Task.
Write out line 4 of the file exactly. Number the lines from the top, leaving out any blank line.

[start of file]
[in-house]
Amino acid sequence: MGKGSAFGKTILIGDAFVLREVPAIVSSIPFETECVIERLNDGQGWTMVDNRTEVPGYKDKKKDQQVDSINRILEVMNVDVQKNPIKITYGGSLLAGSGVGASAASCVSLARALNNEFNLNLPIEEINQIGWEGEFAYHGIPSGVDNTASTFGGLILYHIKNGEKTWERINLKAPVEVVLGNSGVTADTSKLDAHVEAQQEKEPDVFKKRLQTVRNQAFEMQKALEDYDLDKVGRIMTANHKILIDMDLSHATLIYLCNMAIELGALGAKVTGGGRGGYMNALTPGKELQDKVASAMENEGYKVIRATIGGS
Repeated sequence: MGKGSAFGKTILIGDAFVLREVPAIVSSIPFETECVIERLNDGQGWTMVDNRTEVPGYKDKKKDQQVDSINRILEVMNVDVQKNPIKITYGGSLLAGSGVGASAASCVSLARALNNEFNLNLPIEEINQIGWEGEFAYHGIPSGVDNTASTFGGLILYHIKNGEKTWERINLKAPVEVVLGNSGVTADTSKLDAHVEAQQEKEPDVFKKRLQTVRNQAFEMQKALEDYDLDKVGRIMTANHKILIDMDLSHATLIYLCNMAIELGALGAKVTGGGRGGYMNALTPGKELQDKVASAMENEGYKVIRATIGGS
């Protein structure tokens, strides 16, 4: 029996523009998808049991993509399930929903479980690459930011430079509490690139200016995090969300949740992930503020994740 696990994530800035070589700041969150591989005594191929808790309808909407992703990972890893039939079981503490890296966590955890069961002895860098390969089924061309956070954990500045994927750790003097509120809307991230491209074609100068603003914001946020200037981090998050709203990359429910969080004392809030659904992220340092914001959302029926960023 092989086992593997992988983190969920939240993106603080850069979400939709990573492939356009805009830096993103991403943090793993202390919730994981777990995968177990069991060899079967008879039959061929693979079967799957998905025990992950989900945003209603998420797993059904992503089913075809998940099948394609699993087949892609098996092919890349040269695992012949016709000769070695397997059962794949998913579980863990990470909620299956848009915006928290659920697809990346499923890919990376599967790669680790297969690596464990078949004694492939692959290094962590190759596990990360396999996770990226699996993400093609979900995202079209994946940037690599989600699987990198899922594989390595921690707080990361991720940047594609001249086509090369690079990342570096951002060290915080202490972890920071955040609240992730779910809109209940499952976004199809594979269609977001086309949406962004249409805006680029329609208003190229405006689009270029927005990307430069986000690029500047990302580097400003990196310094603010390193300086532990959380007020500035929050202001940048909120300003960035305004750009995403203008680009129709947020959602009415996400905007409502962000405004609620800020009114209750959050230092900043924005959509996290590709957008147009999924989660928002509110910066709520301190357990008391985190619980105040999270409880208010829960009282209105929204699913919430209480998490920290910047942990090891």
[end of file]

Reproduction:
């Protein structure tokens, strides 16, 4: 029996523009998808049991993509399930929903479980690459930011430079509490690139200016995090969300949740992930503020994740 696990994530800035070589700041969150591989005594191929808790309808909407992703990972890893039939079981503490890296966590955890069961002895860098390969089924061309956070954990500045994927750790003097509120809307991230491209074609100068603003914001946020200037981090998050709203990359429910969080004392809030659904992220340092914001959302029926960023 092989086992593997992988983190969920939240993106603080850069979400939709990573492939356009805009830096993103991403943090793993202390919730994981777990995968177990069991060899079967008879039959061929693979079967799957998905025990992950989900945003209603998420797993059904992503089913075809998940099948394609699993087949892609098996092919890349040269695992012949016709000769070695397997059962794949998913579980863990990470909620299956848009915006928290659920697809990346499923890919990376599967790669680790297969690596464990078949004694492939692959290094962590190759596990990360396999996770990226699996993400093609979900995202079209994946940037690599989600699987990198899922594989390595921690707080990361991720940047594609001249086509090369690079990342570096951002060290915080202490972890920071955040609240992730779910809109209940499952976004199809594979269609977001086309949406962004249409805006680029329609208003190229405006689009270029927005990307430069986000690029500047990302580097400003990196310094603010390193300086532990959380007020500035929050202001940048909120300003960035305004750009995403203008680009129709947020959602009415996400905007409502962000405004609620800020009114209750959050230092900043924005959509996290590709957008147009999924989660928002509110910066709520301190357990008391985190619980105040999270409880208010829960009282209105929204699913919430209480998490920290910047942990090891």